COPD stands for chronic obstructive pulmonary disease. COPD affects hundreds of thousands of New Zealanders, yet most have never even heard of it. Around 15% of adults aged over 45 years live with COPD and it is the fourth leading cause of death in NZ.


What is COPD?

COPD is an umbrella term for the conditions emphysema, chronic bronchitis and long-standing asthma. When we breathe, air travels from our nose and mouth down through our airways to our lungs. In people with COPD, the airways are permanently damaged, making it hard to breathe. COPD affects hundreds of thousands of New Zealanders, yet most have never even heard of it.

What causes COPD?

Smoking, including second-hand smoking, is the main cause of COPD. This means that for most people COPD is a preventable disease. However, there are a small number of people who develop COPD who have never smoked. These people may have long-standing asthma or have been exposed to other inhaled pollutants such as industrial dusts in their workplace or air pollution.

What are the symptoms of COPD?

As COPD is a condition that gets worse over time, the initial stages of the condition may be mild and almost unnoticeable. Once more lung damage has occurred, your COPD will be classed as ‘moderate’ and you may begin to notice symptoms.

Moderate COPD symptoms include:

Severe COPD symptoms include:

How can I manage COPD?

by Zöe Manderson

We tend to think of chronic obstructive lung disease (COPD) as something that just affects our lungs and breathing - you get puffed more easily and that is why physical activity becomes more difficult. However, research has shown that COPD also has an impact on your musculoskeletal system (your muscles and bones) which contributes to reduced exercise capacity.

Sarcopenia is a medical term used to describe the gradual loss of muscle mass and strength. People with COPD are more susceptible to sarcopenia. It typically affects their lower limb muscles the most, especially the big front thigh muscles called the quadriceps.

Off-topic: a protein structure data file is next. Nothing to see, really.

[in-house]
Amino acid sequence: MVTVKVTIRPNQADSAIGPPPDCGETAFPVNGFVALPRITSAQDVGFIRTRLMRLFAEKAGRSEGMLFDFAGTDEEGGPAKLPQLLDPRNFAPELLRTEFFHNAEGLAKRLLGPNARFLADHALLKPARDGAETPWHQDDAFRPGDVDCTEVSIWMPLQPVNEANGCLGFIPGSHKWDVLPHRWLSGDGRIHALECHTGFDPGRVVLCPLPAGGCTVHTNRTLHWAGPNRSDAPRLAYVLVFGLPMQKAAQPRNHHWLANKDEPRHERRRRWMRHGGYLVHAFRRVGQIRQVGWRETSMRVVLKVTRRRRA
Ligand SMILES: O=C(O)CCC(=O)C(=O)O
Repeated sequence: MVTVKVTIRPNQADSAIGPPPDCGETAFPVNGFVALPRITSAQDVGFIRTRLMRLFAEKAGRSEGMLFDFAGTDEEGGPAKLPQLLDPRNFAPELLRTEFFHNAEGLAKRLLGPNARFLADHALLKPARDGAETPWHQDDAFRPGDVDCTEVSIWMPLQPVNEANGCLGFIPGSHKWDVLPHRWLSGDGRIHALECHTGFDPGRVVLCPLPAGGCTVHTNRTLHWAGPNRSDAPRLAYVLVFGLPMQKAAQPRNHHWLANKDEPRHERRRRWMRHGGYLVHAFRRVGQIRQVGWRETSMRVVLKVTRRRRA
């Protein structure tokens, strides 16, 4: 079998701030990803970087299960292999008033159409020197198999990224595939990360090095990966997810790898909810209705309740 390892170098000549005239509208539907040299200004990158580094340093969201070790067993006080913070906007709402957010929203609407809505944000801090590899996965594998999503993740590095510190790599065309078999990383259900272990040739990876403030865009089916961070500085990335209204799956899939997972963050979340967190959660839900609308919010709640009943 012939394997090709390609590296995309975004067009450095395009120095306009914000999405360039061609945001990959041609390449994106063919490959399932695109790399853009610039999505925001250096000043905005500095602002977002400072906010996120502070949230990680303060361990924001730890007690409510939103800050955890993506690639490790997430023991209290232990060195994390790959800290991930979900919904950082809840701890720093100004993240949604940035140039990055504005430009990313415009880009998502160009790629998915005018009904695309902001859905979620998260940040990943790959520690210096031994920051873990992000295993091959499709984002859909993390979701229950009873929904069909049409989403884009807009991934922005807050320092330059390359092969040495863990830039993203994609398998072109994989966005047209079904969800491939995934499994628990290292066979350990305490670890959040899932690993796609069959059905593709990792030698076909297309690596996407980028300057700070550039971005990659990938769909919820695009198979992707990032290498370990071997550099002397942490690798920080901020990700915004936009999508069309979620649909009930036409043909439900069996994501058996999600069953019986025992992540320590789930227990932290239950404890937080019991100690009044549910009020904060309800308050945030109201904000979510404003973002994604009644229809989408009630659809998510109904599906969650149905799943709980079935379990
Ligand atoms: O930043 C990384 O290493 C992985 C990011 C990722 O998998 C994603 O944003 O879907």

Deterioration in bone quality is known as osteoporosis. The bone becomes more fragile and is at risk of fractures (getting broken). Hip fractures and spinal fractures are the most common. Unfortunately, osteoporosis is also more common in people with COPD.

There are several factors which contribute to the increased incidence of osteoporosis and sarcopenia in COPD. These include cigarette smoking, physical inactivity, poor nutrition, corticosteroid (e.g. prednisone) use and inflammation.

One of the most important things you can do to help minimise the musculoskeletal impacts of COPD is exercise. Why not start right now, with this simple exercise:


This exercise targets your quadriceps. Sit comfortably in your chair, lift one leg, lower and then repeat with the other leg. Aim for ten repetitions on each leg, or until your muscles start feel tired. A good time to do this exercise is during an ad-break on TV. You can make the exercise more difficult by wearing strap on leg weights if you have them.

Another simple exercise which focuses on lower limb strength and also balance is this:


Do this exercise near the kitchen bench so you can hold it for support, or if you want to challenge your balance, try it without holding on. Gently bend your hips and knees, like you are preparing to sit down, then push up tall again. A good time to do this exercise is while you are waiting for the kettle to boil. Try and do these exercises three or four times per week.

With the warmer weather approaching (hopefully!) it is also a good time to get outside. Walking is an excellent, easy and free exercise option which can help strengthen your muscles and bones and improve your overall exercise capacity.


Zöe Manderson is a respiratory physiotherapist in Taranaki for Te Whatu Ora and a member of the Asthma and Respiratory Foundation’s Scientific Advisory Board.

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